Correcting the Poor: The Civilizing Impulses of Homo Corporatus and Private Charities*

This is the next post in my series on Neoliberalism and Charity. Part 1 is posted here and at New Economic Perspectives.


Should anyone—the state or any other source–have an obligation to interfere with you in order bring your best, flourishing, self about?

Certainly, this is the debate that philosophers such as Isaiah Berlin and libertarians such as Robert Nozick have engaged in heartily, with a view to socialist frameworks that redistribute resources in order to produce certain kinds of outcomes. Should the state impose certain ideals and goals upon you, and why? There are certainly examples of very good certain state-imposed expectations such as seatbelts or prohibitions against drunk driving, as well as terrible examples, such as state-imposed prohibitions on certain kinds of drugs.

In a neoliberal era, the corollary to above question is whether non-state organizations should have the ability to interfere with you in order to bring about your best, flourishing, self?

This question emerges in the wake of the heralded contrition of Sam Polk, as expressed in a New York Times opinion piece, where he offered a self-congratulatory description of his decision to give up being a Wall Street trader and “money addict,” and instead to form a charity that awards “grocery scholarships” to “poor moms.”

Polk’s charity, Groceryships, on its face appears to be a thoughtful idea.  Indeed, the basic Groceryship is a “scholarship for groceries.”

 Soon a simple one emerged: what if we bought groceries for a family for six months. I imagined a single mom, working overtime to try to put food on her table, and falling short. We wanted to give that mom some breathing room, and her kid some healthy food in the process.

The language of Groceryships is certainly neutral, but tells a story that reveals a number of assumptions about poor folks. In his tale about how Groceryships started, Polk gives a narrative about how he and his physician wife learned about eating better. And how they might be healthier if they ate better (apparently, this was previously unknown to them).  So they got to work, switching to whole foods, eliminating processed and fatty foods. Though they suffered “withdrawal” from their addiction to unhealthy foods, they were able to kick their habit. (addiction seems to be the lens by which Polk understands many phenomena).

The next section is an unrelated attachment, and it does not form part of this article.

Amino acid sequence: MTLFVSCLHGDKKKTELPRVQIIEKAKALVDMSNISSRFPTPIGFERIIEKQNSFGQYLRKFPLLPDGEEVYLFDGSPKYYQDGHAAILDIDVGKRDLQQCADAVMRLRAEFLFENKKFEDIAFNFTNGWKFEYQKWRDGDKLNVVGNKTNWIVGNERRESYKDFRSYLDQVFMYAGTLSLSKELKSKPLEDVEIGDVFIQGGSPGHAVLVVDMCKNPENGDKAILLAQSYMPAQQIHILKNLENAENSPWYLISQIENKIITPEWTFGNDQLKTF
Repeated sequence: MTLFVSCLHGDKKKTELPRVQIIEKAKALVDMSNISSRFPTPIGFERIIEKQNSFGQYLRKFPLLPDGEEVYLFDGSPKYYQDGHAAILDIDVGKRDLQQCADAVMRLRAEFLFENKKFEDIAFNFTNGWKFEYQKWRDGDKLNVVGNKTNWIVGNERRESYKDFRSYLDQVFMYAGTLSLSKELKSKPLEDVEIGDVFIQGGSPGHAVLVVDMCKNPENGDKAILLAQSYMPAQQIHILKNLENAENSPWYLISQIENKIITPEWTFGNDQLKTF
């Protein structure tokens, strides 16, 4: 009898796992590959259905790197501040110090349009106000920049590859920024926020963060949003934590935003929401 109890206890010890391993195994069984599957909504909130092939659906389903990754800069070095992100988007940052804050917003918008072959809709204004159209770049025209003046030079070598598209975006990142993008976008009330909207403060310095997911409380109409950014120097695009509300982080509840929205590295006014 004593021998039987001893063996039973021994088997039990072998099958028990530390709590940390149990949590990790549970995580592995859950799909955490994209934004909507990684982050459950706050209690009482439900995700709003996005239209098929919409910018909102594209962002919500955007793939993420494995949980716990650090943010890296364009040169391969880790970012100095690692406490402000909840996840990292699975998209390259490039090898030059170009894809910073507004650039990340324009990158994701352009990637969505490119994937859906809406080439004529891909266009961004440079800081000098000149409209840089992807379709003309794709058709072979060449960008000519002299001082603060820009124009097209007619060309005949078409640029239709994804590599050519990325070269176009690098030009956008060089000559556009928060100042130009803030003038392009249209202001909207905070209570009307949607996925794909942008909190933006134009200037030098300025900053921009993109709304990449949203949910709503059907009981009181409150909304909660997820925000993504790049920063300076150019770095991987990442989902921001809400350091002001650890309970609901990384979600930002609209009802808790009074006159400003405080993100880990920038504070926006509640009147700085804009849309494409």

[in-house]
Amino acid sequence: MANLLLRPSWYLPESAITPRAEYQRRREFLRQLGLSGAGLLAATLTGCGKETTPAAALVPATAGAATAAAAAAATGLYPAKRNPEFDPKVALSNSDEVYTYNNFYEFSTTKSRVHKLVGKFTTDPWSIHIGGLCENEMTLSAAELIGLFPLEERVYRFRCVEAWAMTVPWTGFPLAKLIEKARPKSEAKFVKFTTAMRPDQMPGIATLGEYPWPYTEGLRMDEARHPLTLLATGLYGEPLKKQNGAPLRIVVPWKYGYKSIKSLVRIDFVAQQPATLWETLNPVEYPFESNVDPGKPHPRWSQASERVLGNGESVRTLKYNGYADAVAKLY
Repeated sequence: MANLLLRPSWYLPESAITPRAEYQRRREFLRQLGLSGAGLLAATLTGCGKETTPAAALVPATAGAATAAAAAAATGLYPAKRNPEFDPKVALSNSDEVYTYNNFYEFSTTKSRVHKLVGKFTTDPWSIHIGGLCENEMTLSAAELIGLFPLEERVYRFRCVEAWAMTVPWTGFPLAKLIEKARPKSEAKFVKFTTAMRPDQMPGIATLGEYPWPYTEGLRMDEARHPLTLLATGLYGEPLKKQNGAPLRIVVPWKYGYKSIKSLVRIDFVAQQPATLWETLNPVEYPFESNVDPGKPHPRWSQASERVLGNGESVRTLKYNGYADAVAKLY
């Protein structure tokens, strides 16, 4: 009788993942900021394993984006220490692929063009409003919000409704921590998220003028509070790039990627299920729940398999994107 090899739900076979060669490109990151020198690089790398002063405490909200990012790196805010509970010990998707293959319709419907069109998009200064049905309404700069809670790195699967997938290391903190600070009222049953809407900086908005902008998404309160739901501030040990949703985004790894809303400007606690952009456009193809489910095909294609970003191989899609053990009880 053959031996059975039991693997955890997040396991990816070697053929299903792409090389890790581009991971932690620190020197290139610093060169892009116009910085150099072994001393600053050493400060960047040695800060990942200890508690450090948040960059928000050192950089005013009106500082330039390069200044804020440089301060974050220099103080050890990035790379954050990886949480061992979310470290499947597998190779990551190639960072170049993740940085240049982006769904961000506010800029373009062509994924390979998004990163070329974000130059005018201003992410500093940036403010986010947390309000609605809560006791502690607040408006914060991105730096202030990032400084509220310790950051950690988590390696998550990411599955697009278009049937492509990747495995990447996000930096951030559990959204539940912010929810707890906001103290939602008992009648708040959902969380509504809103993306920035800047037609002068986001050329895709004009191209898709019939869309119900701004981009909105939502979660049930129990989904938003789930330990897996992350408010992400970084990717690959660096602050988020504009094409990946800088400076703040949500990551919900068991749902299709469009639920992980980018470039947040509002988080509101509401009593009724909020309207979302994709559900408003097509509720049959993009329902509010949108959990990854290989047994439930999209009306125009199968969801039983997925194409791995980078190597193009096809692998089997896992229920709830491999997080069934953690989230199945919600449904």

We started buying tons of vegetables and whole grains, and cut down on fatty meats, sugar, and processed foods. It was hard. Very hard. Kirsten and I both experienced what we can only describe as withdrawal symptoms—nightmares, panicky feelings, irritability.

After a few weeks those symptoms faded. We found we enjoyed eating healthy and especially how good we felt. We no longer had to battle ourselves about whether to eat another Cheetos, or felt shame about eating too much cake. That everyday battle-stress just faded away. We ate at mealtimes, snacked when hungry, and felt great. After three months, Kirsten got her cholesterol levels tested. They’d been cut in half. She went off Lipitor.

Polk and his spouse were so impressed with the results that they wanted to share their newfound knowledge and to give back to society at the same time.

A few months later, we watched A Place At The Table (sic), a documentary focused on the staggering numbers of Americans, especially children, facing food insecurity. Each day 50 million people in this country (including one in four children) go hungry.